According to the international Diabetes Federation (IDF 2014), the global prevalence of diabetes mellitus is 8.3 per cent, which translates to about 387 million people living with diabetes across the world,  and 46.3 per cent of these remained undiagnosed. There are also six million new diabetes sufferers in the world each year. And that every 10 seconds someone in the world dies as a result of having diabetes, i.e about three million diabetes related deaths a year.
Dr  Osinubi said diabetes is the leading cause of blindness and visual impairments in adults in the developed world. A diabetes sufferer is up to 40 times more likely to need a lower limb amputation when compared to  someone, who does not not have diabetes.
In addition, an increase of 205 million people living with diabetes is expected by 2035. The number of people with diabetes is increasing due to population growth, ageing, urbanisation, and increasing prevalence of obesity and physical inactivity.
The African region, where diabetes was once rare, has witnessed a surge in the disease. Estimates for Type 1 diabetes suggest that about 39, 000 people suffered from the disease in 2013 with 6.4 per cent  new cases occurring yearly per 100,000 in children less than 14 years old. Type 2 diabetes prevalence among 20 to 79 years old is 4.9 per cent with less than 60 years old in the majority; the highest proportion (43.2 per cent) is in those aged 40 to 59 years.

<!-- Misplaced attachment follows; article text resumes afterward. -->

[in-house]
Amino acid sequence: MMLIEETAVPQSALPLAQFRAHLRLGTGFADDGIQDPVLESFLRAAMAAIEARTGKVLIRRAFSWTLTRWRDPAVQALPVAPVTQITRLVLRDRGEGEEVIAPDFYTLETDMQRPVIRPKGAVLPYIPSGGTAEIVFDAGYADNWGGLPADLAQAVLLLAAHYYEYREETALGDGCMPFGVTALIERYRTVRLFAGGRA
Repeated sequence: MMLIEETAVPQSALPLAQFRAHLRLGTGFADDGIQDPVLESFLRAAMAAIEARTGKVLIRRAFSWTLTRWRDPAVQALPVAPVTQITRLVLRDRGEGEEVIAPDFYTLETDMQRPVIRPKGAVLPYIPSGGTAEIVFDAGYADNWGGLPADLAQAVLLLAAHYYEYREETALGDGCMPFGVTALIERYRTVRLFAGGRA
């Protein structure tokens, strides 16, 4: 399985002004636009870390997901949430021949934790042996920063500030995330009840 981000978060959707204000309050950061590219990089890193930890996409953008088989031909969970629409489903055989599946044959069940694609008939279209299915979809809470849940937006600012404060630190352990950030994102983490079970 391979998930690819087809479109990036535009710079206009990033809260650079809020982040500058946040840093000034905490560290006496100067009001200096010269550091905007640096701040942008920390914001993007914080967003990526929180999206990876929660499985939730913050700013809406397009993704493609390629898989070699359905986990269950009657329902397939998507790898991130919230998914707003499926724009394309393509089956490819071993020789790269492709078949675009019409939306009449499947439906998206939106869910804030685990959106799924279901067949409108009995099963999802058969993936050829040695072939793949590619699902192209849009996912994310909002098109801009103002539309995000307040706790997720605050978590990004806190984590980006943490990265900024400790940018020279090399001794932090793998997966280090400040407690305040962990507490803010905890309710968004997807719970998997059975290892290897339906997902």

Figures are projected to increase with the numbers rising from 19.8 million in 2013 to 41.5 million in 2035, representing an 11 per cent absolute increase. Mortality attributable to diabetes in 2013 in African region is expected to be over half a million with three quarter of these deaths occurring in those less than 60 years old. The prevalence of undiagnosed diabetes remains unacceptably high at 50.7 per cent and is much higher in low income (75.1 per cent) compared to lower and upper middle income Africa region countries (46.0 per cent). The number of diabetes sufferers by 2025 is expected to double in Africa.
The Special Guest of Hounour, who is the Secretary to the Lagos State Government, Mr Tunji Bello, said introducing diabetes related topics in the schools’ curriculum is a preventive measure among the youths.
He said: “The society and the government should not take the dangers posed by this disease with kids gloves, as diabetes has shown that more ravaging effects not only among adults, but curiously among children and adolescents. I challenge the society to explore areas where it can partner with the state in sensitising people on the need to live a healthy lifestyle.
“It is important for the society to let the people know that even though diabetes might be hereditary, there are steps that can be put in place to prevent its escalation as Nigeria has the highest number in Africa of Type 2 diabetes cases.”
Three members were awarded Fellowship of the society. They were Dr Reginald Oputa, Prof Sunday Chinenye and Prof Fabian Puepet, while a renowned Reproductive Endocrinologist, Prof Oladapo Ashiru, represented by Dr (Mrs) Kemi Ailojie-Ibru, was the Keynote Speaker.